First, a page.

As we have seen over the last several days, this walk in the Spirit, this genuine Christian walk is one of humility and self-denial. It is not marked by an insistence on having one’s fleshly desires met. Nor is it one of self-righteousness, antinomianism, or legalism. The ones who do walk in the Spirit are discerning and penitent. They walk in repentance and God will grow them in holiness. The Holy Spirit manifests the fruit of the spirit in them as they have crucified the flesh. Their focus in their walk is to do all for the glory of God with no desire for self-recognition or self-aggrandizement.  Continue reading

Self-Righteousness and Repentance


 

by Mike Ratliff

“Now his older son was in the field, and as he came and drew near to the house, he heard music and dancing. And he called one of the servants and asked what these things meant. And he said to him, ‘Your brother has come, and your father has killed the fattened calf, because he has received him back safe and sound.’ But he was angry and refused to go in. His father came out and entreated him, but he answered his father, ‘Look, these many years I have served you, and I never disobeyed your command, yet you never gave me a young goat, that I might celebrate with my friends. But when this son of yours came, who has devoured your property with prostitutes, you killed the fattened calf for him!’” (Luke 15:25-30 ESV)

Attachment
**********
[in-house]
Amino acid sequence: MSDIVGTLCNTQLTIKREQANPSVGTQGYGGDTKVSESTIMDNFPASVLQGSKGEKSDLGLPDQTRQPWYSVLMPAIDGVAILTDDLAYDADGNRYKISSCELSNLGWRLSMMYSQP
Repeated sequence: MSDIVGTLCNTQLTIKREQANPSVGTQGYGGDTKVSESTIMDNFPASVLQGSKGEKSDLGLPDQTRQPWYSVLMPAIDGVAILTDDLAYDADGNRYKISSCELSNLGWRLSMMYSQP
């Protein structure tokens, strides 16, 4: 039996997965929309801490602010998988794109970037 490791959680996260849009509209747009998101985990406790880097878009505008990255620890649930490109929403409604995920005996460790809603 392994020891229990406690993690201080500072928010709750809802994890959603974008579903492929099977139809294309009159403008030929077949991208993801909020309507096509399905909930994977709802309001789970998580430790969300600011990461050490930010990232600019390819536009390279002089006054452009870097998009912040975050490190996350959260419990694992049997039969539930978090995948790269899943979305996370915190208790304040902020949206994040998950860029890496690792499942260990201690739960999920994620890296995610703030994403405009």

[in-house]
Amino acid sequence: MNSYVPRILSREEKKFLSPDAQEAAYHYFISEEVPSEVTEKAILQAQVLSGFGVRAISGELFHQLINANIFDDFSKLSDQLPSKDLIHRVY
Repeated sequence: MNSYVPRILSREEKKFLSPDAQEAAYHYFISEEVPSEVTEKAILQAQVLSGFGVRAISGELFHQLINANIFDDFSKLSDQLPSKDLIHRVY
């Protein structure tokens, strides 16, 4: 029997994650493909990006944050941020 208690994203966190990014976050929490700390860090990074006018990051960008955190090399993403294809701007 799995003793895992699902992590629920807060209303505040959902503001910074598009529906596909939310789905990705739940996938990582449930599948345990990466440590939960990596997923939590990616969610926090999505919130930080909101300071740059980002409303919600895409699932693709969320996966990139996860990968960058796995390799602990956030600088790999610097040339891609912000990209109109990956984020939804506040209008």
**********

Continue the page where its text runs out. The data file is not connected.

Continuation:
I heard part of a sermon on the radio in my pickup this afternoon that pierced my heart. I have learned to pay attention when this happens. The preacher was Dr. Richard Land and he was expounding on Jesus’ parable of the Prodigal Son. I began listening just as he read Luke 15:25-30. Then he gave a couple of illustrations that God used to direct my path to this post. The first illustration concerned a friend of Dr. Land who was dying. He had terminal cancer. This man was a Pastor of a church in a small town. His daughter had returned home after living a sinful debauched lifestyle. She was pregnant out of wedlock. Her intent had been to privately abort the baby, tell no one, and remain in her sinful lifestyle. However, God entered in to her heart, brought her to repentance, and sent her back home. She arrived at home as her father was dealing with his cancer.  Continue reading